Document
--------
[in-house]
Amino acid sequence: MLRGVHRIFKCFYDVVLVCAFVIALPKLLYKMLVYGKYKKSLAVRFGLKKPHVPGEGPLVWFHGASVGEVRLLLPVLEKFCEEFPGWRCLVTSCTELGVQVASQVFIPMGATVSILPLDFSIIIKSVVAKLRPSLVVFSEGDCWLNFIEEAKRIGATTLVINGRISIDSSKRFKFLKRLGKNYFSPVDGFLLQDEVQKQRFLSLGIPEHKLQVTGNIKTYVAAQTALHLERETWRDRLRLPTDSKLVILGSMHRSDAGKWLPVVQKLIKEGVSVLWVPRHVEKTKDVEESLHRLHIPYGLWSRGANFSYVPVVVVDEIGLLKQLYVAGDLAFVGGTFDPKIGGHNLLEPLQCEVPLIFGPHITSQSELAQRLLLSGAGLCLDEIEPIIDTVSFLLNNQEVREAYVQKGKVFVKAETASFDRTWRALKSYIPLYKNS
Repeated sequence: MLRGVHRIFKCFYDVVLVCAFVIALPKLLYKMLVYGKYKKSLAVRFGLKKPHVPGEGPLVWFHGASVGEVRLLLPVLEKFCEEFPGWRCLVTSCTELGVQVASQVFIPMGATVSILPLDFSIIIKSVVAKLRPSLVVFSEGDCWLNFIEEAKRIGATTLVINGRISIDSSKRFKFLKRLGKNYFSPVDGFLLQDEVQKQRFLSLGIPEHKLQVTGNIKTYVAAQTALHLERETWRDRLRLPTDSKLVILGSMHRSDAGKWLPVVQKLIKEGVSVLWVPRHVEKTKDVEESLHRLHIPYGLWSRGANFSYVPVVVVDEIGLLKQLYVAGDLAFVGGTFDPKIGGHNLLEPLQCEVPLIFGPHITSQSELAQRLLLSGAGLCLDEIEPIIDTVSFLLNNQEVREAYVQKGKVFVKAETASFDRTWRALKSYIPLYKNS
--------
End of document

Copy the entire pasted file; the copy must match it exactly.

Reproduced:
[in-house]
Amino acid sequence: MLRGVHRIFKCFYDVVLVCAFVIALPKLLYKMLVYGKYKKSLAVRFGLKKPHVPGEGPLVWFHGASVGEVRLLLPVLEKFCEEFPGWRCLVTSCTELGVQVASQVFIPMGATVSILPLDFSIIIKSVVAKLRPSLVVFSEGDCWLNFIEEAKRIGATTLVINGRISIDSSKRFKFLKRLGKNYFSPVDGFLLQDEVQKQRFLSLGIPEHKLQVTGNIKTYVAAQTALHLERETWRDRLRLPTDSKLVILGSMHRSDAGKWLPVVQKLIKEGVSVLWVPRHVEKTKDVEESLHRLHIPYGLWSRGANFSYVPVVVVDEIGLLKQLYVAGDLAFVGGTFDPKIGGHNLLEPLQCEVPLIFGPHITSQSELAQRLLLSGAGLCLDEIEPIIDTVSFLLNNQEVREAYVQKGKVFVKAETASFDRTWRALKSYIPLYKNS
Repeated sequence: MLRGVHRIFKCFYDVVLVCAFVIALPKLLYKMLVYGKYKKSLAVRFGLKKPHVPGEGPLVWFHGASVGEVRLLLPVLEKFCEEFPGWRCLVTSCTELGVQVASQVFIPMGATVSILPLDFSIIIKSVVAKLRPSLVVFSEGDCWLNFIEEAKRIGATTLVINGRISIDSSKRFKFLKRLGKNYFSPVDGFLLQDEVQKQRFLSLGIPEHKLQVTGNIKTYVAAQTALHLERETWRDRLRLPTDSKLVILGSMHRSDAGKWLPVVQKLIKEGVSVLWVPRHVEKTKDVEESLHRLHIPYGLWSRGANFSYVPVVVVDEIGLLKQLYVAGDLAFVGGTFDPKIGGHNLLEPLQCEVPLIFGPHITSQSELAQRLLLSGAGLCLDEIEPIIDTVSFLLNNQEVREAYVQKGKVFVKAETASFDRTWRALKSYIPLYKNS